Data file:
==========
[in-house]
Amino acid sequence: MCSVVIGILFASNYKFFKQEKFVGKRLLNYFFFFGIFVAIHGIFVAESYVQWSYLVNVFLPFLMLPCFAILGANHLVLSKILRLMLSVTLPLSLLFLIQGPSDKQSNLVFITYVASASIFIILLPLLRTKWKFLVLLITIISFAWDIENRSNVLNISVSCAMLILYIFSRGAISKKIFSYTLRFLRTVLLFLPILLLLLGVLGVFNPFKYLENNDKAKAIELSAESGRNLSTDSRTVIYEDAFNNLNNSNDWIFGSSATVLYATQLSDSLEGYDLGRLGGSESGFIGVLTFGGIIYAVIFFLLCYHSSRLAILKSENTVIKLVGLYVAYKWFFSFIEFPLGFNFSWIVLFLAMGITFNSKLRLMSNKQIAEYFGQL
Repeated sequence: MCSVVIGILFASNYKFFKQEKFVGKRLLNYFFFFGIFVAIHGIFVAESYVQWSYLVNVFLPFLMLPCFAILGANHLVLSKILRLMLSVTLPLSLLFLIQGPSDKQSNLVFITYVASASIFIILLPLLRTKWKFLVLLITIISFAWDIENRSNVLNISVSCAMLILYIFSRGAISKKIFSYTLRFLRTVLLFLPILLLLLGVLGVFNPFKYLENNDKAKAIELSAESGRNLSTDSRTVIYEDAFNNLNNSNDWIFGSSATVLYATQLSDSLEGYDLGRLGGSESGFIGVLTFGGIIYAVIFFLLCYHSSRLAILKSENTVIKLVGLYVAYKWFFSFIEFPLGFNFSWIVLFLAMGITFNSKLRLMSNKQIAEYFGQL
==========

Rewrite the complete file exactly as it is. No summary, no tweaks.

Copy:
[in-house]
Amino acid sequence: MCSVVIGILFASNYKFFKQEKFVGKRLLNYFFFFGIFVAIHGIFVAESYVQWSYLVNVFLPFLMLPCFAILGANHLVLSKILRLMLSVTLPLSLLFLIQGPSDKQSNLVFITYVASASIFIILLPLLRTKWKFLVLLITIISFAWDIENRSNVLNISVSCAMLILYIFSRGAISKKIFSYTLRFLRTVLLFLPILLLLLGVLGVFNPFKYLENNDKAKAIELSAESGRNLSTDSRTVIYEDAFNNLNNSNDWIFGSSATVLYATQLSDSLEGYDLGRLGGSESGFIGVLTFGGIIYAVIFFLLCYHSSRLAILKSENTVIKLVGLYVAYKWFFSFIEFPLGFNFSWIVLFLAMGITFNSKLRLMSNKQIAEYFGQL
Repeated sequence: MCSVVIGILFASNYKFFKQEKFVGKRLLNYFFFFGIFVAIHGIFVAESYVQWSYLVNVFLPFLMLPCFAILGANHLVLSKILRLMLSVTLPLSLLFLIQGPSDKQSNLVFITYVASASIFIILLPLLRTKWKFLVLLITIISFAWDIENRSNVLNISVSCAMLILYIFSRGAISKKIFSYTLRFLRTVLLFLPILLLLLGVLGVFNPFKYLENNDKAKAIELSAESGRNLSTDSRTVIYEDAFNNLNNSNDWIFGSSATVLYATQLSDSLEGYDLGRLGGSESGFIGVLTFGGIIYAVIFFLLCYHSSRLAILKSENTVIKLVGLYVAYKWFFSFIEFPLGFNFSWIVLFLAMGITFNSKLRLMSNKQIAEYFGQL